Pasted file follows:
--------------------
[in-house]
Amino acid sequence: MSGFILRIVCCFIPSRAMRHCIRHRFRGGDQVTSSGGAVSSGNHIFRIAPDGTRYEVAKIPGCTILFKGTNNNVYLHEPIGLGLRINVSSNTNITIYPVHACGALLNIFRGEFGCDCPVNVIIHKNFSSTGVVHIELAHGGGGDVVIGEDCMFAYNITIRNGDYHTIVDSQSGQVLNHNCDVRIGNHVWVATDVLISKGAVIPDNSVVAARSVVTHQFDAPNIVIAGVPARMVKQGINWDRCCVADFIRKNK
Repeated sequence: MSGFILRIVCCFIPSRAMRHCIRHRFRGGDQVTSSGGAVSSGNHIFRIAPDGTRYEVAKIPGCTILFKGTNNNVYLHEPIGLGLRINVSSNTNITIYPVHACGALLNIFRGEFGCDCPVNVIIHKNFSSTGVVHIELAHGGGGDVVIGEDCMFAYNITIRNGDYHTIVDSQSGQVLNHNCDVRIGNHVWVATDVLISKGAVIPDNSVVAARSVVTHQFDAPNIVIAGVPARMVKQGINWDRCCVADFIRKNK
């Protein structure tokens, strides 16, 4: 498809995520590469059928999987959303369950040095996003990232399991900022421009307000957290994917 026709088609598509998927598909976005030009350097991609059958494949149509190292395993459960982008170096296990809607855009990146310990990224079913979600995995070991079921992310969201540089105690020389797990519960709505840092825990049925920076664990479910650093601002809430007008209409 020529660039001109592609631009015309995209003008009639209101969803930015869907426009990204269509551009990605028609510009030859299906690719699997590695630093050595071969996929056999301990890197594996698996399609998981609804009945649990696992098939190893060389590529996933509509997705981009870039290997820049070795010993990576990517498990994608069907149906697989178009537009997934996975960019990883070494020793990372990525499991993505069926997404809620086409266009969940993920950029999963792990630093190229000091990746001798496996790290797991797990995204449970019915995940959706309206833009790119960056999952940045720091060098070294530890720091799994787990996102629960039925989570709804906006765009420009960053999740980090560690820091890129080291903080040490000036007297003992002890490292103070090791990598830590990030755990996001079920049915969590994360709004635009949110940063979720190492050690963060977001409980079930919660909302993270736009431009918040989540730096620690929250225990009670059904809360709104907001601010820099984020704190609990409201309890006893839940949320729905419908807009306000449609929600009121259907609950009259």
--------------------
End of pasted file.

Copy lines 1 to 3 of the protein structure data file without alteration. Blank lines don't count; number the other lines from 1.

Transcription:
[in-house]
Amino acid sequence: MSGFILRIVCCFIPSRAMRHCIRHRFRGGDQVTSSGGAVSSGNHIFRIAPDGTRYEVAKIPGCTILFKGTNNNVYLHEPIGLGLRINVSSNTNITIYPVHACGALLNIFRGEFGCDCPVNVIIHKNFSSTGVVHIELAHGGGGDVVIGEDCMFAYNITIRNGDYHTIVDSQSGQVLNHNCDVRIGNHVWVATDVLISKGAVIPDNSVVAARSVVTHQFDAPNIVIAGVPARMVKQGINWDRCCVADFIRKNK
Repeated sequence: MSGFILRIVCCFIPSRAMRHCIRHRFRGGDQVTSSGGAVSSGNHIFRIAPDGTRYEVAKIPGCTILFKGTNNNVYLHEPIGLGLRINVSSNTNITIYPVHACGALLNIFRGEFGCDCPVNVIIHKNFSSTGVVHIELAHGGGGDVVIGEDCMFAYNITIRNGDYHTIVDSQSGQVLNHNCDVRIGNHVWVATDVLISKGAVIPDNSVVAARSVVTHQFDAPNIVIAGVPARMVKQGINWDRCCVADFIRKNK